After Bickford's exit, the concept of a convertible coin refused to die. In August 1878, the International Monetary Conference was convened in Paris. Represented were Austria-Hungary, Belgium, France, Great Britain, Greece, Italy, Netherlands, Russia, Sweden and Norway, Switzerland, and the United States. Attended for the United States as commissioners were Reuben E. Fenton, W.S. Groesbeck, and Francis A. Walker, with the assistance of S. Dana Horton as secretary, who was also given the rank of commissioner. Communications were presented from various Americans including Senator John Sherman and Mint Director Henry R. Linderman.
Among various proposals was one by Senator Sherman for an international gold coin worth $5 in United States funds, although its intrinsic value would be worth only $4.86. It was intended to convert to other world currencies and be equal to 1 pound sterling in British money, 8.9 reis in Brazilian gold coins, 4 pesos and 95 centavos in Mexican coins, etc.
Attendees from other nations felt that the American delegation was opposed to the use of gold as an international monetary standard, but preferred silver, this in view of much recent publicity in the United States concerning silver and legislation relating to it. The Americans sought to dissuade this, despite the fact that in the summer of 1878 gold coins had not been seen in commercial channels in the East and Midwest since the waning days of December 1861, while the country was awash in Liberty Seated silver coins and freshly minted Morgan-design silver dollars. Silver was the key word of the day -- and echoed throughout the halls of Congress.
The $4 Gold Stella Becomes a Reality
The $4 gold Stella, the focus of the present discussion, was the brainchild of Honorable John A. Kasson, who was associated with the Legation of the United States in Vienna, Austria. Formerly, he had served as chairman of the Committee of Coinage, Weights and Measures. Kasson focused upon the Austrian 8 florin gold coin, currently valued at just slightly less than $3.90. Kasson’s suggestions were communicated to Secretary of the Treasury John Sherman and to Alexander Stephens, chairman of the Coinage Committee.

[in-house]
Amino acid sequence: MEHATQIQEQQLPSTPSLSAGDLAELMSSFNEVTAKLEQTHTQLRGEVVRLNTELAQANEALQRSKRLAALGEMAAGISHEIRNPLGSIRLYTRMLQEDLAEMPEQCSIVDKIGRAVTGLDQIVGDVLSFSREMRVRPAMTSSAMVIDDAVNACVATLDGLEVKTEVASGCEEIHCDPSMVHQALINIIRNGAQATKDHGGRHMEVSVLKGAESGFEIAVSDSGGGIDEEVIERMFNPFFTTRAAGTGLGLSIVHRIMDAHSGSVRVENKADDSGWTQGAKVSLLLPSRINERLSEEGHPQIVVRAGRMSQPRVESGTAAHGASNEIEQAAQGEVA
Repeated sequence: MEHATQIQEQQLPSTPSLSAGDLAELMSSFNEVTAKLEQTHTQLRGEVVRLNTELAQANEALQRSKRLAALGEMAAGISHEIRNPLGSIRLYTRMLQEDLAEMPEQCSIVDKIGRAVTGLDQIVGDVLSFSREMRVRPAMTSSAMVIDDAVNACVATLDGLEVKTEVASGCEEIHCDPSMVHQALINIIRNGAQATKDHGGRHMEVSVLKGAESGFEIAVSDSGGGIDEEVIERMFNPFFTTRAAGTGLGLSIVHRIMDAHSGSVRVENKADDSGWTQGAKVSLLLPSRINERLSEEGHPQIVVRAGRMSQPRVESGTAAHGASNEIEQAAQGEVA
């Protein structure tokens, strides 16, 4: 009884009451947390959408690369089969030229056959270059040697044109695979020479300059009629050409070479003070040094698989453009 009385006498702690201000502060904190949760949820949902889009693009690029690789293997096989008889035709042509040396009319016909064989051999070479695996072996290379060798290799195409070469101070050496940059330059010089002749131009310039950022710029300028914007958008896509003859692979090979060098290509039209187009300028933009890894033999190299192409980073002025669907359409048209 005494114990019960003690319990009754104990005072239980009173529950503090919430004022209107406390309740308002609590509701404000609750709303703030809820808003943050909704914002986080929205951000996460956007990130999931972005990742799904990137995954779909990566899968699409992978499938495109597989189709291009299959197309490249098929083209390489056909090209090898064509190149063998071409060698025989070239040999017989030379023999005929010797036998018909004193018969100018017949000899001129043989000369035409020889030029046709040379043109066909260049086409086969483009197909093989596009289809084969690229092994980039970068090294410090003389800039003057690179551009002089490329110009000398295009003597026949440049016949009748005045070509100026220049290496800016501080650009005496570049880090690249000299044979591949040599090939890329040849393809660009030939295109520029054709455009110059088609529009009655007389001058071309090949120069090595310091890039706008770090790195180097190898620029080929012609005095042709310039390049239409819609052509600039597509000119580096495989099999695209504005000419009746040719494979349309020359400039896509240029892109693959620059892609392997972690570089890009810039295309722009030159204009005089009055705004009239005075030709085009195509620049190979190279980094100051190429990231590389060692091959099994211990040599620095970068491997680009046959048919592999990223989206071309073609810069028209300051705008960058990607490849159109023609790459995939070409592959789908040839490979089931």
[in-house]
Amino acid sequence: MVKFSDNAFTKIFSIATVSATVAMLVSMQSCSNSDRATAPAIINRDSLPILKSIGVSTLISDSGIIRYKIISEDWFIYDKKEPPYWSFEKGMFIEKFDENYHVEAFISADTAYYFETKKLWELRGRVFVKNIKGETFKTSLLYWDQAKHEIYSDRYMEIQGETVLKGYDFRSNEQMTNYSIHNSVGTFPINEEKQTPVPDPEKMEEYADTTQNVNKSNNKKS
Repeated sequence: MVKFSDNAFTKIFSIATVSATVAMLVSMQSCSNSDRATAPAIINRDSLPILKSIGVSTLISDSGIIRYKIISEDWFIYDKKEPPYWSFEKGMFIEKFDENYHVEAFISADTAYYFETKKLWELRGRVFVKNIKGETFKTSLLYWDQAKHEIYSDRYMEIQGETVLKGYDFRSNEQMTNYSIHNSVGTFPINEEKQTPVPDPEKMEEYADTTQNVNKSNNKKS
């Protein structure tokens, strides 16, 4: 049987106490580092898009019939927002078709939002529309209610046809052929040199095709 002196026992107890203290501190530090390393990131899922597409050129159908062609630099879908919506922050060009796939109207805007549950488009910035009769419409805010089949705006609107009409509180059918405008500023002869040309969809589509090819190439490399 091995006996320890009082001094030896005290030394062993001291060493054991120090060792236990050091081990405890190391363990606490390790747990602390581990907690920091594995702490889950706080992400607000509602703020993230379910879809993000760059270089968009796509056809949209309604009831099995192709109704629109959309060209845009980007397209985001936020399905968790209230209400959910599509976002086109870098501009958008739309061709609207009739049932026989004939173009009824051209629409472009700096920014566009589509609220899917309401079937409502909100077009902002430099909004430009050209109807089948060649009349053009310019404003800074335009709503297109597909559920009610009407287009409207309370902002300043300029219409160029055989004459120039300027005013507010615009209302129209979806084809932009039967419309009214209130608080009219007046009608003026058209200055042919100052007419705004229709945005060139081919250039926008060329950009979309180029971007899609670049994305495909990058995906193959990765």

The Coinage Committee considered the matter favorably. Members felt that the coin should have a specific name or nickname, and noted: "one suitable for the four-dollar coin would be 'One Stella,' in analogy to one eagle, both the star and the eagle being national emblems on our coins."
The Stella was coined!
Distribution of the 1879 Flowing Hair $4
It is likely that of the regular 1879 Flowing Hair $4 coins, 15 or 20 (accounts vary) were struck at the outset to include in a set of three metric designs, two being of the dollar denomination. Very soon, demand arose for additional examples of the $4 gold coin, and the Mint had a much larger quantity of approximately 400 struck from the same dies in 1880. So far as can be determined, this 400 figure is a guess -- thus forming an insecure foundation for any true mintage figure.
Congressmen were allowed to purchase sets of the three coins at the Mint's cost of $6.10 per set. It is likely that most if not all of the dollar coins in these restrike sets were not made in goloid or metric composition, but in the standard 90% silver alloy used to make contemporary circulating silver denominations. The $4 gold Stellas, of the Flowing Hair type, were intended to be of the gold, silver, and copper alloy stated in the inscription.
How many sets went to Congressmen and how many went into numismatic channels at the time is not known, but as quite a few of the pattern silver dollars as well as the 1879 gold Stellas show mishandling and wear, it is likely that most went to politicians.
Combined PCGS and NGC Population: just 1 coin in Proof-68 regardless of finish; and none are finer.